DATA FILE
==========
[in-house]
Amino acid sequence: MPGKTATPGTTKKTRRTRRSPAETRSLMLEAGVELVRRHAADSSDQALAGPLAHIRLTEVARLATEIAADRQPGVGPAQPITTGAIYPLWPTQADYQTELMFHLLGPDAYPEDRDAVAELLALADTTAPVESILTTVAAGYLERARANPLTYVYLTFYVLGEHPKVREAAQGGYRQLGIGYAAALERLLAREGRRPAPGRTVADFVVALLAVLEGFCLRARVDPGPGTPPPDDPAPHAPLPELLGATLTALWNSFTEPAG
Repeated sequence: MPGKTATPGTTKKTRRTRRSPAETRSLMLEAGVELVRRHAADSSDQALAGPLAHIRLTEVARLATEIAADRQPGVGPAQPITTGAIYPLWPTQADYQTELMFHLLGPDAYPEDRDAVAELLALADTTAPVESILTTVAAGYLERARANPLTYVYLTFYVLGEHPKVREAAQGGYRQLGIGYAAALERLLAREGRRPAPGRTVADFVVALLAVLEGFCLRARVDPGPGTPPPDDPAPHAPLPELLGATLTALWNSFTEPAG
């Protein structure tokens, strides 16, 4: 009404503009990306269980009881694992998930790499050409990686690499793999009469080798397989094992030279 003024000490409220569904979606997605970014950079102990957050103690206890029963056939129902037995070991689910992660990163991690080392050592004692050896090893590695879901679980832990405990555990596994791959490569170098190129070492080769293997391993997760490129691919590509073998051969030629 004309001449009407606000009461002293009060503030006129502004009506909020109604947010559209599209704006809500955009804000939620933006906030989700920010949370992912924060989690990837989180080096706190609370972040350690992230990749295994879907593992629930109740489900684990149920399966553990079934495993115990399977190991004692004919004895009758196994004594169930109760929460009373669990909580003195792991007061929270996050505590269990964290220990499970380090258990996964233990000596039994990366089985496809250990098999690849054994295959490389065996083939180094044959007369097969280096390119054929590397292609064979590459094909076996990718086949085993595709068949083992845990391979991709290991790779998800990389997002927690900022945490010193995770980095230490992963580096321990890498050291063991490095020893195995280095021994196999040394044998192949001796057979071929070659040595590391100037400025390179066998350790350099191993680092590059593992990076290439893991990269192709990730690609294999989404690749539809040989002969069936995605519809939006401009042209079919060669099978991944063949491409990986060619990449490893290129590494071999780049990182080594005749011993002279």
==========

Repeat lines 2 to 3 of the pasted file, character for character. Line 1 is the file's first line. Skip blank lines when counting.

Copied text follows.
Amino acid sequence: MPGKTATPGTTKKTRRTRRSPAETRSLMLEAGVELVRRHAADSSDQALAGPLAHIRLTEVARLATEIAADRQPGVGPAQPITTGAIYPLWPTQADYQTELMFHLLGPDAYPEDRDAVAELLALADTTAPVESILTTVAAGYLERARANPLTYVYLTFYVLGEHPKVREAAQGGYRQLGIGYAAALERLLAREGRRPAPGRTVADFVVALLAVLEGFCLRARVDPGPGTPPPDDPAPHAPLPELLGATLTALWNSFTEPAG
Repeated sequence: MPGKTATPGTTKKTRRTRRSPAETRSLMLEAGVELVRRHAADSSDQALAGPLAHIRLTEVARLATEIAADRQPGVGPAQPITTGAIYPLWPTQADYQTELMFHLLGPDAYPEDRDAVAELLALADTTAPVESILTTVAAGYLERARANPLTYVYLTFYVLGEHPKVREAAQGGYRQLGIGYAAALERLLAREGRRPAPGRTVADFVVALLAVLEGFCLRARVDPGPGTPPPDDPAPHAPLPELLGATLTALWNSFTEPAG